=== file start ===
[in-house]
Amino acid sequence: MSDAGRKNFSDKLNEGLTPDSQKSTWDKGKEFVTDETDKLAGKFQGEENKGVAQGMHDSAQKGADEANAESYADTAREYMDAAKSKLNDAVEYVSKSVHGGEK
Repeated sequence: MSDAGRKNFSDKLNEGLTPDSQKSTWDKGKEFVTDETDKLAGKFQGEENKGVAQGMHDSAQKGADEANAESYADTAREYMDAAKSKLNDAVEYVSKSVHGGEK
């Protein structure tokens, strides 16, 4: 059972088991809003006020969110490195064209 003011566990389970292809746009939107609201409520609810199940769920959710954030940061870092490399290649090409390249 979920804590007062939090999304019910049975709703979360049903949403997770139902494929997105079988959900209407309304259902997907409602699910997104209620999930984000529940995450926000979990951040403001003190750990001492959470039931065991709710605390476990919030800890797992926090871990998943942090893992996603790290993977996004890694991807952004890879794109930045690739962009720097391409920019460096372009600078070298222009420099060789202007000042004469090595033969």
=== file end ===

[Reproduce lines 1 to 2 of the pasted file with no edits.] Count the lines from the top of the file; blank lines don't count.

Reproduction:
[in-house]
Amino acid sequence: MSDAGRKNFSDKLNEGLTPDSQKSTWDKGKEFVTDETDKLAGKFQGEENKGVAQGMHDSAQKGADEANAESYADTAREYMDAAKSKLNDAVEYVSKSVHGGEK